John Wilbye

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John Wilbye (baptized 7 March 1574 – September 1638) was an English madrigal composer.

Early life and education[edit]

The son of a tanner, he was born at Brome, Suffolk, England. (Brome is near Diss.)


Wilbye received the patronage of the Cornwallis family of Brome Hall.[1]

Wilbye was employed for decades at Hengrave Hall, near Bury St. Edmunds, where he seems to have been recruited in the 1590s by Elizabeth Kitson who was married to the property's owner, Sir Thomas Kitson (or Kytson). The Kitsons also had a long association with the composer Edward Johnson, who was more than twenty years older than Wilbye, and began working at Hengrave in the 1570s.

Wilbye's patron Elizabeth Kitson née Cornwallis. Painted in 1573, the year before Wilbye's birth, by George Gower

As well as working in Suffolk, Wilbye was involved with the music scene in London, where the Kitsons kept a town house (first in Austin Friars and from about 1601 in Clerkenwell). His first book of madrigals was published in London in 1598, the madrigals being described as "newly composed". The publication was dedicated to Sir Charles Cavendish, whose first wife had been a Kitson.[2]

Wilbye remained in contact with his printer Thomas Easte. In 1600 Wilbye and Edward Johnson took on a proofreading job for Easte, the first edition of Dowland's Second Book of Songs, as Dowland was abroad.[3] Easte died in 1608, and Wilbye's second book of madrigals was printed the following year by Easte's nephew and successor, Thomas Snodham.


Hengrave was a recusant household, but little religious music by Wilbye survives, and even less keyboard music (one piece in Clement Matchett's Virginal Book). His main interest seems to have been madrigals. A set of madrigals by him appeared in 1598, and a second in 1608, the two sets containing sixty-four pieces.[4]

Wilbye is probably the most famous of all the English madrigalists; his pieces have long been favourites and are often included in modern collections.[4] His madrigals include Weep, weep mine eyes, Weep, O mine eyes and Draw on, sweet night. He also wrote the poem, Love not me for comely grace. His style is characterized by delicate writing for the voice, acute sensitivity to the text and the use of "false relations" between the major and minor modes.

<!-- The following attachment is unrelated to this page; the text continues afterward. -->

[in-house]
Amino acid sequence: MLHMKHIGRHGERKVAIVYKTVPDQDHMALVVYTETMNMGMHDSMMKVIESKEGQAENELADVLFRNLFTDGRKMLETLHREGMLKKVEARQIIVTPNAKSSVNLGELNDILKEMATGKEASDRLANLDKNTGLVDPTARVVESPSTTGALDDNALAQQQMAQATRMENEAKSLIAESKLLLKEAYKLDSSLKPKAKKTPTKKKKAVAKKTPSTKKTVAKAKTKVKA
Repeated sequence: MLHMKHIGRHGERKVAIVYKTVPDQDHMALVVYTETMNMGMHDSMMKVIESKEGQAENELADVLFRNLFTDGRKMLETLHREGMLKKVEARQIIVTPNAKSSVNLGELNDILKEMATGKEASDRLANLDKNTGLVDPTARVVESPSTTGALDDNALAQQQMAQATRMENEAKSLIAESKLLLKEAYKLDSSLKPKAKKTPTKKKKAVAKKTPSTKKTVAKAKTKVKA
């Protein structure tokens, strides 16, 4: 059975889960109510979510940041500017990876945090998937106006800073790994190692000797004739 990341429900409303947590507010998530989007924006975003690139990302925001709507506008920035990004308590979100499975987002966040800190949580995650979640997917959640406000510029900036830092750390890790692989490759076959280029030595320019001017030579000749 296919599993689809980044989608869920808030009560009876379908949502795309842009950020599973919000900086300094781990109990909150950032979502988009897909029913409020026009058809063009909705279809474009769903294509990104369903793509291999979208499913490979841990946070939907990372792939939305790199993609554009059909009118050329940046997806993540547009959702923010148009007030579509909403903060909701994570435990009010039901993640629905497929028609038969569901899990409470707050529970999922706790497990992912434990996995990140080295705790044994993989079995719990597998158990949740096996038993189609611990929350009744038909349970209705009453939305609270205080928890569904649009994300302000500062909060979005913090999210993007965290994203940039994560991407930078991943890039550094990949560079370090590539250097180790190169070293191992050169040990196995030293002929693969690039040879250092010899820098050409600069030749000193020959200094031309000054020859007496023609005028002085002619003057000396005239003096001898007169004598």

Personal life[edit]

Wilbye never married. In 1628, on Lady Kitson's death, all the furnishings, books, and musical instruments at Hengrave Hall were settled by her will upon the new owners of the house, first on her daughter Mary Darcy and then upon her granddaughter Penelope. However, Wilbye left Hengrave to live in retirement at Mary Darcy's house in Colchester, where he died.[5] He is buried in the graveyard of Holy Trinity Church, in Colchester town centre.

See also[edit]

  • Ledger, Philip, ed. (1978). The Oxford Book of English Madrigals. Oxford University Press.


  1. ^ Brown, David (2004). "Wilbye, John (bap. 1574, d. 1638)". Oxford Dictionary of National Biography. Oxford University Press. Retrieved 13 July 2014.
  2. ^ David C. Price, Patrons and Musicians of the English Renaissance (Cambridge, 1981), p. 81.
  3. ^ Smith, Jeremy L. (2003). Thomas East and Music Publishing in Renaissance England. Oxford University Press. ISBN 9780195350012. Because of litigation between printer and publisher, there are detailed records of the circumstances regarding the publication.
  4. ^ a b  One or more of the preceding sentences incorporates text from a publication now in the public domainChisholm, Hugh, ed. (1911). "Wilbye, John". Encyclopædia Britannica. 28 (11th ed.). Cambridge University Press. p. 632.
  5. ^ Tudor and Stuart Colchester: Introduction, A History of the County of Essex: Volume 9: The Borough of Colchester. 1994. pp. 67–76. Retrieved 19 December 2013 – via

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